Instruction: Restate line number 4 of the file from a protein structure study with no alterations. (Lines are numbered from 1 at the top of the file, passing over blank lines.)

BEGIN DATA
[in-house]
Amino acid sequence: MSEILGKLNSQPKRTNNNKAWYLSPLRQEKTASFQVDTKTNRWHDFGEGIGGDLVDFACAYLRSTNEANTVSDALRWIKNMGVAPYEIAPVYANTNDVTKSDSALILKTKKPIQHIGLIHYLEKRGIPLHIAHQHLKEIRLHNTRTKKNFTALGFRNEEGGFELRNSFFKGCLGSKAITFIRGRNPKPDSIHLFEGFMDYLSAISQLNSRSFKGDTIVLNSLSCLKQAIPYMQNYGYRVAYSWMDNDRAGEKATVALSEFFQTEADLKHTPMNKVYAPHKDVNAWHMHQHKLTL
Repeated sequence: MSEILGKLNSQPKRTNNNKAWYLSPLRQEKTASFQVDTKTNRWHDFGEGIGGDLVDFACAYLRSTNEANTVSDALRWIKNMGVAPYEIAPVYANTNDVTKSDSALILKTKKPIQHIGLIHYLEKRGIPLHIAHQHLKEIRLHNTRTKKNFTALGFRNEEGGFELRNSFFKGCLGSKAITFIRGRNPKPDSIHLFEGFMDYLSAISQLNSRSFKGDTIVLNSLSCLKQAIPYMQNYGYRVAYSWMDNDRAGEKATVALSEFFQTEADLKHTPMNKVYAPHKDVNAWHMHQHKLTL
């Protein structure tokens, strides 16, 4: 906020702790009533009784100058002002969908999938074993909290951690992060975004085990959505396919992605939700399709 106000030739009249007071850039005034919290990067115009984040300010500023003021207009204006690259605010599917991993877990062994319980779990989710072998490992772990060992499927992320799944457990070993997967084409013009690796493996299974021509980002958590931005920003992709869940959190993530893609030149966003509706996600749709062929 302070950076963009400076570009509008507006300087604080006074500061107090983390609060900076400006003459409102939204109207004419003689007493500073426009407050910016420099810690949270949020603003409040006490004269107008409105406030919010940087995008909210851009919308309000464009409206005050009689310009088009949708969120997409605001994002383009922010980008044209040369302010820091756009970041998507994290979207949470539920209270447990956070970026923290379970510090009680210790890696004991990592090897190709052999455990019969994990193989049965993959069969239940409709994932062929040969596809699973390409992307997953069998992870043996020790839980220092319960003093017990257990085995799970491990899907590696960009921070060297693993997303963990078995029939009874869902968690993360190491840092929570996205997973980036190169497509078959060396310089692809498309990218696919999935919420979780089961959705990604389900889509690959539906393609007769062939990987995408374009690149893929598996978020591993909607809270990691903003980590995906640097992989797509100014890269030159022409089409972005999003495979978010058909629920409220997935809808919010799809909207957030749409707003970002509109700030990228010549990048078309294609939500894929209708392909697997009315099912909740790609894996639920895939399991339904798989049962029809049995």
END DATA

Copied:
């Protein structure tokens, strides 16, 4: 906020702790009533009784100058002002969908999938074993909290951690992060975004085990959505396919992605939700399709 106000030739009249007071850039005034919290990067115009984040300010500023003021207009204006690259605010599917991993877990062994319980779990989710072998490992772990060992499927992320799944457990070993997967084409013009690796493996299974021509980002958590931005920003992709869940959190993530893609030149966003509706996600749709062929 302070950076963009400076570009509008507006300087604080006074500061107090983390609060900076400006003459409102939204109207004419003689007493500073426009407050910016420099810690949270949020603003409040006490004269107008409105406030919010940087995008909210851009919308309000464009409206005050009689310009088009949708969120997409605001994002383009922010980008044209040369302010820091756009970041998507994290979207949470539920209270447990956070970026923290379970510090009680210790890696004991990592090897190709052999455990019969994990193989049965993959069969239940409709994932062929040969596809699973390409992307997953069998992870043996020790839980220092319960003093017990257990085995799970491990899907590696960009921070060297693993997303963990078995029939009874869902968690993360190491840092929570996205997973980036190169497509078959060396310089692809498309990218696919999935919420979780089961959705990604389900889509690959539906393609007769062939990987995408374009690149893929598996978020591993909607809270990691903003980590995906640097992989797509100014890269030159022409089409972005999003495979978010058909629920409220997935809808919010799809909207957030749409707003970002509109700030990228010549990048078309294609939500894929209708392909697997009315099912909740790609894996639920895939399991339904798989049962029809049995």